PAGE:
Dealing with health insurance is a pain. The deductibles, co-pays and red tape are the least of your problems if you can't even get a policy. With dual earners, many couples struggle with decoding the plans, comparing their choices and signing up for a policy. In many cases, you can insure your husband on your insurance even if he has other options. It depends on your employer and on your health insurance policy.
Review your health insurance options to make sure your employer offers family plans. According to MarketWatch, many companies are eliminating family coverage because of increasing costs associated with the Affordable Care Act. Even with a family plan, some employers are also limiting family plans for dual earners. If your husband has other options, you might not be able to insure him. Ask your plan administrator for details.
With rising health care costs, some employers are charging a spousal surcharge to help cover the cost of covering non-employees. This surcharge, paid on top of your monthly premium, might range between $500 and $1,000 per plan year. Read the fine print on your health insurance documents to find the true cost of your family plan.
To fight increased rates, employers are starting to charge more for family plans. It's cheaper for them to insure only the employee. You might find exorbitant family plan premiums that dissuade you from signing up your husband. Some employers are even tying the premium costs to your salary, with highly paid employees charged higher premiums than lower-paid ones.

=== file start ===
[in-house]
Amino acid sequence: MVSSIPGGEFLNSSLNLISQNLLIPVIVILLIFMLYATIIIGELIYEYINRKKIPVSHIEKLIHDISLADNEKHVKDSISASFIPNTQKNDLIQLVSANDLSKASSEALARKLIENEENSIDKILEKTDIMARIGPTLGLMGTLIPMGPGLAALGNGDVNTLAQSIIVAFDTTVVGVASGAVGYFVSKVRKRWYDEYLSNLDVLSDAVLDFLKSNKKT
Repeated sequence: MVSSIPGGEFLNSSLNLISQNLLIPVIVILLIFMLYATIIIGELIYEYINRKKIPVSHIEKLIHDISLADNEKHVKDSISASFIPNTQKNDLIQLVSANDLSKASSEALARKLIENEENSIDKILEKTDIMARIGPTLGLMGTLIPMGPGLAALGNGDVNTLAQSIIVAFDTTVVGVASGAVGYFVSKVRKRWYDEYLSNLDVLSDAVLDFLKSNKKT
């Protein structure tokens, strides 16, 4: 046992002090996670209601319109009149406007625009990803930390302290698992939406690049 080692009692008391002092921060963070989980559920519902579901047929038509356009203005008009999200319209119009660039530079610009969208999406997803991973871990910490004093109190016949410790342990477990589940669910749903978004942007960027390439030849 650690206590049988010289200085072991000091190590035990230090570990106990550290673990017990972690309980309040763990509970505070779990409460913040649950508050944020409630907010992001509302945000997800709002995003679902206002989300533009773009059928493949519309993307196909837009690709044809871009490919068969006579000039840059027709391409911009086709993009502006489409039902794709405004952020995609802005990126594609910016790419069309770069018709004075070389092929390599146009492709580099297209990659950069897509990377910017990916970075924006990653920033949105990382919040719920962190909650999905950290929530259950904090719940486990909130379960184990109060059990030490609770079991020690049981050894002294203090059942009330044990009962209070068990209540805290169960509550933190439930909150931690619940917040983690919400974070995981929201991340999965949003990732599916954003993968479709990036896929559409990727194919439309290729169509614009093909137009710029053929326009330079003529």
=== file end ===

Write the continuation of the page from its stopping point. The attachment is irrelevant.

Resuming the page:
Marriage is considered a qualifying event for health insurance. You don't have to wait for open enrollment to add a new husband to a health insurance plan. Within 60 days of your nuptials, you can contact your Human Resources department and add him to your plan. Your must provide a copy of your marriage certificate as proof of your legal union. If you aren't newly married, you generally must wait until open enrollment to add your husband to your health insurance.
Leigh Thompson began writing in 2007 and specializes in creating content for websites. She has been published online in various capacities. Thompson has an associate degree in information technology from the University of Kansas and is working on a bachelor's degree in business and personal finance.